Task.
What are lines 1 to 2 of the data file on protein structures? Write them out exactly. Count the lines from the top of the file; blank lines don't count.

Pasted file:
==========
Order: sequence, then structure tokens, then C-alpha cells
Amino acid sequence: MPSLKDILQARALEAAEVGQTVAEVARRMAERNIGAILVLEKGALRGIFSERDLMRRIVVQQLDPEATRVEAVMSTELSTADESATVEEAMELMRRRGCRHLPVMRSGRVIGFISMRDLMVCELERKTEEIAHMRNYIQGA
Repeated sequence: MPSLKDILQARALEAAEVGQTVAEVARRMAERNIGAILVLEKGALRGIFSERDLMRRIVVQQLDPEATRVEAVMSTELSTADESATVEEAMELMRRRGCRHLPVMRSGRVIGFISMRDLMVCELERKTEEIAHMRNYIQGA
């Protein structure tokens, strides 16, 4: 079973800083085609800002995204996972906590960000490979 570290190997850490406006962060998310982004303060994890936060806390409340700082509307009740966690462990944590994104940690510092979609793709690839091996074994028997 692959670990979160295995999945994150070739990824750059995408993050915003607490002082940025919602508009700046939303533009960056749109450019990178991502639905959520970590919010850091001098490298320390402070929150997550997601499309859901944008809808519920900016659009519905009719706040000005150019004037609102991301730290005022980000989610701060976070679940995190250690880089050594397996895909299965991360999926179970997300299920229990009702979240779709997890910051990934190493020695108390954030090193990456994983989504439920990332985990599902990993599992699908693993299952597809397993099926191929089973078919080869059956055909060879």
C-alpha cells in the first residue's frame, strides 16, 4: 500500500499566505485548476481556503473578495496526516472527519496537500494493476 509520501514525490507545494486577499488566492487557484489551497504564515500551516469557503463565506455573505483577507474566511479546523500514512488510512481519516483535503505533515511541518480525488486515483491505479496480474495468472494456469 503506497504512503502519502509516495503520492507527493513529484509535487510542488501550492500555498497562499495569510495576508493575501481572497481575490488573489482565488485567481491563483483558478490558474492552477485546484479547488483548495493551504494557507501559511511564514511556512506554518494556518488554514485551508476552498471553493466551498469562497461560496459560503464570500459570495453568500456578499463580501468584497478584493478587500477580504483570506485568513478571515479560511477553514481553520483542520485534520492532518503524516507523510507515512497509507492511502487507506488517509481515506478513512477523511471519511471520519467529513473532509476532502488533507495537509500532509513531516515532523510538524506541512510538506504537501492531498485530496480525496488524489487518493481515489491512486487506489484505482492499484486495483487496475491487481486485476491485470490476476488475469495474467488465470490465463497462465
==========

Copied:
Order: sequence, then structure tokens, then C-alpha cells
Amino acid sequence: MPSLKDILQARALEAAEVGQTVAEVARRMAERNIGAILVLEKGALRGIFSERDLMRRIVVQQLDPEATRVEAVMSTELSTADESATVEEAMELMRRRGCRHLPVMRSGRVIGFISMRDLMVCELERKTEEIAHMRNYIQGA